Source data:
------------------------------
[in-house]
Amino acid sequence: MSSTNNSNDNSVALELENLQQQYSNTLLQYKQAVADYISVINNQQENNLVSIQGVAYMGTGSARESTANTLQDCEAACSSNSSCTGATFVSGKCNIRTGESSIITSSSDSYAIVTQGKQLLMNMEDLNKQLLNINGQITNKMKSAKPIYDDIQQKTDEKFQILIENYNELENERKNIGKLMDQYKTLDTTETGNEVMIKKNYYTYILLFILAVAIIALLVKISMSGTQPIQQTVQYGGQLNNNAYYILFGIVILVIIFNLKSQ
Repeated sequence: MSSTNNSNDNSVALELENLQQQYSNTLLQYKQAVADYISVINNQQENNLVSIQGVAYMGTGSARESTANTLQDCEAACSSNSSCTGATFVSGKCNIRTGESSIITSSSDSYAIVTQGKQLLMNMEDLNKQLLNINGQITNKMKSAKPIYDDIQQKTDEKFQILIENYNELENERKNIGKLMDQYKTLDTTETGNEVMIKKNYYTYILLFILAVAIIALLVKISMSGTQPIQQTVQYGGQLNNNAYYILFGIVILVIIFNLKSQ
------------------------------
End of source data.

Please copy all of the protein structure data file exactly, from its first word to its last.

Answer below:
[in-house]
Amino acid sequence: MSSTNNSNDNSVALELENLQQQYSNTLLQYKQAVADYISVINNQQENNLVSIQGVAYMGTGSARESTANTLQDCEAACSSNSSCTGATFVSGKCNIRTGESSIITSSSDSYAIVTQGKQLLMNMEDLNKQLLNINGQITNKMKSAKPIYDDIQQKTDEKFQILIENYNELENERKNIGKLMDQYKTLDTTETGNEVMIKKNYYTYILLFILAVAIIALLVKISMSGTQPIQQTVQYGGQLNNNAYYILFGIVILVIIFNLKSQ
Repeated sequence: MSSTNNSNDNSVALELENLQQQYSNTLLQYKQAVADYISVINNQQENNLVSIQGVAYMGTGSARESTANTLQDCEAACSSNSSCTGATFVSGKCNIRTGESSIITSSSDSYAIVTQGKQLLMNMEDLNKQLLNINGQITNKMKSAKPIYDDIQQKTDEKFQILIENYNELENERKNIGKLMDQYKTLDTTETGNEVMIKKNYYTYILLFILAVAIIALLVKISMSGTQPIQQTVQYGGQLNNNAYYILFGIVILVIIFNLKSQ